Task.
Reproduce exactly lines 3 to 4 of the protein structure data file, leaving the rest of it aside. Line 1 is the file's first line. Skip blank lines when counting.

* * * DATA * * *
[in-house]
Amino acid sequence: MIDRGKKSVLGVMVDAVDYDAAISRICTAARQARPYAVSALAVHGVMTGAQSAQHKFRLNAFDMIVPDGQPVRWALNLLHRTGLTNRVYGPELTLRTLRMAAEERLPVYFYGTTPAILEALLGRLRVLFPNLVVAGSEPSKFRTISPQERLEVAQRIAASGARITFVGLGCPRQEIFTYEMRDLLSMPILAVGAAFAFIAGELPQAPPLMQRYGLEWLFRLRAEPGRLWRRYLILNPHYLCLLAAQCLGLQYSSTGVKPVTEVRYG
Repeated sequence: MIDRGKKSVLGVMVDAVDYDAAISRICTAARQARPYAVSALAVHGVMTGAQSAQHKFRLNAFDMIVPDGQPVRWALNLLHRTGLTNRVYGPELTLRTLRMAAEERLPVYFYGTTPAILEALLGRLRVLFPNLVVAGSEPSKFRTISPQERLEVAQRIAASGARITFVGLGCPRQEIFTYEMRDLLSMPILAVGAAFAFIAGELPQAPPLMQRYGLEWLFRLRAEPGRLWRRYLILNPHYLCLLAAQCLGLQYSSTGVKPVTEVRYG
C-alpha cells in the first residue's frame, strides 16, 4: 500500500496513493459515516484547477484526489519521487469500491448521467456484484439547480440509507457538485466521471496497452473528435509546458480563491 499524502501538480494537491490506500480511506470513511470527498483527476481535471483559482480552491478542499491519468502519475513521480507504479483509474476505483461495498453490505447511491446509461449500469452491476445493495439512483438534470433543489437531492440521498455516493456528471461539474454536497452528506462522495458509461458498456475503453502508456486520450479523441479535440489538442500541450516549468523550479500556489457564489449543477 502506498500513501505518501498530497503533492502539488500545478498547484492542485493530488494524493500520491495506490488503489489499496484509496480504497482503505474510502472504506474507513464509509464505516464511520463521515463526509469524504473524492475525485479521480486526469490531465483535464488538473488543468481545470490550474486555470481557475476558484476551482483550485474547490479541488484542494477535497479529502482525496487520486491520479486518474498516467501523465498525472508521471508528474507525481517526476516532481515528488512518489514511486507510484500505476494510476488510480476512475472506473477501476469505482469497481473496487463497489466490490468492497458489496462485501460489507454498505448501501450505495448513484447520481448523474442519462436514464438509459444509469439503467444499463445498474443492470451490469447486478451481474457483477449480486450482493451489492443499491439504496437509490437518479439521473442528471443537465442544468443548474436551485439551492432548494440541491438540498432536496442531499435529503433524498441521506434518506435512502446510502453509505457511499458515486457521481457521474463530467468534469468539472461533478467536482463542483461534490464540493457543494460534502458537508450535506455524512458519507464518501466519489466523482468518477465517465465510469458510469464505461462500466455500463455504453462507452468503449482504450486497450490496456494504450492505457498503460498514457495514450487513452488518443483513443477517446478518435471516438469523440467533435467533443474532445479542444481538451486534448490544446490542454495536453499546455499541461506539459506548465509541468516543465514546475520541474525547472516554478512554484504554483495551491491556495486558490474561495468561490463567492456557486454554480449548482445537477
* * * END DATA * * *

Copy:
Repeated sequence: MIDRGKKSVLGVMVDAVDYDAAISRICTAARQARPYAVSALAVHGVMTGAQSAQHKFRLNAFDMIVPDGQPVRWALNLLHRTGLTNRVYGPELTLRTLRMAAEERLPVYFYGTTPAILEALLGRLRVLFPNLVVAGSEPSKFRTISPQERLEVAQRIAASGARITFVGLGCPRQEIFTYEMRDLLSMPILAVGAAFAFIAGELPQAPPLMQRYGLEWLFRLRAEPGRLWRRYLILNPHYLCLLAAQCLGLQYSSTGVKPVTEVRYG
C-alpha cells in the first residue's frame, strides 16, 4: 500500500496513493459515516484547477484526489519521487469500491448521467456484484439547480440509507457538485466521471496497452473528435509546458480563491 499524502501538480494537491490506500480511506470513511470527498483527476481535471483559482480552491478542499491519468502519475513521480507504479483509474476505483461495498453490505447511491446509461449500469452491476445493495439512483438534470433543489437531492440521498455516493456528471461539474454536497452528506462522495458509461458498456475503453502508456486520450479523441479535440489538442500541450516549468523550479500556489457564489449543477 502506498500513501505518501498530497503533492502539488500545478498547484492542485493530488494524493500520491495506490488503489489499496484509496480504497482503505474510502472504506474507513464509509464505516464511520463521515463526509469524504473524492475525485479521480486526469490531465483535464488538473488543468481545470490550474486555470481557475476558484476551482483550485474547490479541488484542494477535497479529502482525496487520486491520479486518474498516467501523465498525472508521471508528474507525481517526476516532481515528488512518489514511486507510484500505476494510476488510480476512475472506473477501476469505482469497481473496487463497489466490490468492497458489496462485501460489507454498505448501501450505495448513484447520481448523474442519462436514464438509459444509469439503467444499463445498474443492470451490469447486478451481474457483477449480486450482493451489492443499491439504496437509490437518479439521473442528471443537465442544468443548474436551485439551492432548494440541491438540498432536496442531499435529503433524498441521506434518506435512502446510502453509505457511499458515486457521481457521474463530467468534469468539472461533478467536482463542483461534490464540493457543494460534502458537508450535506455524512458519507464518501466519489466523482468518477465517465465510469458510469464505461462500466455500463455504453462507452468503449482504450486497450490496456494504450492505457498503460498514457495514450487513452488518443483513443477517446478518435471516438469523440467533435467533443474532445479542444481538451486534448490544446490542454495536453499546455499541461506539459506548465509541468516543465514546475520541474525547472516554478512554484504554483495551491491556495486558490474561495468561490463567492456557486454554480449548482445537477